3 Answers | Add Yours
In the United States in the 1960s, there were four presidents.
Dwight D. Eisenhower, a Republican was president until January of 1961.
After that John F. Kennedy, a Democrat was president until he was assassinated in November of 1963. He was succeeded by his vice president, Lyndon Johnson. Johnson won his own term in 1964. He chose not to run again in 1968 because of how badly the Vietnam War was going.
The president for the rest of the decade was Richard Nixon, another Republican.
During most of this time, Congress was controlled by the Democrats.
I hope that is helpful... your question is not very clear as to what you want...
In some respects, one could argue that in the mid to late 1960s, the government institutions were more influenced by social movements than anything else. In determining "who" was the government in this time period, a credible case can be made that "the people" composed much of how government functioned in the time period. The growing dissatisfaction with how Black Americans were being treated in America and then how the Vietnam War was being conducted helped to mobilize people from all narratives in demanding change from their government. The leaders of the time were held in check to a great extent with trying to make sense of the intense level of popular and public demonstration and support of what was happening. It ended up determining that Johnson could not run for a second term and dogged Nixon throughout his tenure as President. While there were individuals who occupied the roles of government, a very strong case can be made that the voice of dissent and "the people" were the government in the 1960s.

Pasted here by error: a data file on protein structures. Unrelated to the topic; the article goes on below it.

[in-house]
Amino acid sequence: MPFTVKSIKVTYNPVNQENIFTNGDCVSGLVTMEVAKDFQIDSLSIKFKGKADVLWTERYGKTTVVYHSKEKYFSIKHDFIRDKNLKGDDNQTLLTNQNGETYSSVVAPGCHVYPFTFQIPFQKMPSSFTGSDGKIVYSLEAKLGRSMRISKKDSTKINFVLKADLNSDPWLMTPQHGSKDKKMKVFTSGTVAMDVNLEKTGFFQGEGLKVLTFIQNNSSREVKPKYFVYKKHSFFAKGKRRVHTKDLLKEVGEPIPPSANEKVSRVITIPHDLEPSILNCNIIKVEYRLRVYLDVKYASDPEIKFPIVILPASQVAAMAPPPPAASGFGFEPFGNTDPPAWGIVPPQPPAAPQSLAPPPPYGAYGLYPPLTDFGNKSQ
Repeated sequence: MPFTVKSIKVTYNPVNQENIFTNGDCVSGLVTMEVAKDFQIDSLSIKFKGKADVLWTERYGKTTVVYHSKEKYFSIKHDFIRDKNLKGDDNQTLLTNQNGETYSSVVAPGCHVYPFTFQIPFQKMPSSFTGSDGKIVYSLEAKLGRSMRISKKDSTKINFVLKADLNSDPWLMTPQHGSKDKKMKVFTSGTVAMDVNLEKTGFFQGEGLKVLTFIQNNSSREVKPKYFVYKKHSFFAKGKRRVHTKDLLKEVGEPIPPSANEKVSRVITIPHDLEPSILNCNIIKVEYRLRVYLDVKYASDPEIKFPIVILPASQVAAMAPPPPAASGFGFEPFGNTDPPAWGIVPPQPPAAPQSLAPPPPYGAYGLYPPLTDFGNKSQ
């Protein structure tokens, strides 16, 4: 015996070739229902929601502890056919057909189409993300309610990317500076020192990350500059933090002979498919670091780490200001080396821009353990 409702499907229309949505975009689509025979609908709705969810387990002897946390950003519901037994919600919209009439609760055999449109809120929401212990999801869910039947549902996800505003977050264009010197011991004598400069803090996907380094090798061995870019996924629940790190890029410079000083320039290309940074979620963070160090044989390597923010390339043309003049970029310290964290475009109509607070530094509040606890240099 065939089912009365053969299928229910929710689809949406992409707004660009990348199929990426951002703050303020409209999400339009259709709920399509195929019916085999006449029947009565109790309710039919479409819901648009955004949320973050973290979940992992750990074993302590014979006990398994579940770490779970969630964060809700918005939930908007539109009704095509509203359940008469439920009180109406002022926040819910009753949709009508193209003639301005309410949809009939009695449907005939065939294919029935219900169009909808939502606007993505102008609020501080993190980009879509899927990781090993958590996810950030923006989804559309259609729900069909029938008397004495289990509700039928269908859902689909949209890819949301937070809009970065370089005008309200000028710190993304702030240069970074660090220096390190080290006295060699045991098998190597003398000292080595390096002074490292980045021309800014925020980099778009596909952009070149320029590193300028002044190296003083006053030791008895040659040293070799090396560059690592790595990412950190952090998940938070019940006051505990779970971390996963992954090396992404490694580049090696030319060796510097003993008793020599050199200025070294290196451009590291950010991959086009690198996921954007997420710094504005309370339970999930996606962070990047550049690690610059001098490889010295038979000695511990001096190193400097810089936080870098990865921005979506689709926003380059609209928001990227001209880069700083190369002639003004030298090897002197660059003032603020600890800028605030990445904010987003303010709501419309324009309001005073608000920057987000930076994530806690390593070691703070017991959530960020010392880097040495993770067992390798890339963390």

There were a lot of things going on with the government in the 1960's.
There was a great deal of tension between the Soviet Union and the United States. There was the Cuban Missile Crisis that occurred in 1962 and war was seen as inevitable. Both countries were arming themselves for war but ended up realizing that they needed better relations.
There were also horrible assassinations that took place. President Robert F. Kennedy was assassinated in 1963 and civil rights leader Martin Luther King, Jr. was assassinated in 1968.
Then there was Vietnam. In 1965, President Johnson started bombing North Vietnam. Troops were also sent later that year. Some supported the war and many opposed the war. There were countless demonstrations and protests.
We’ve answered 318,979 questions. We can answer yours, too.Ask a question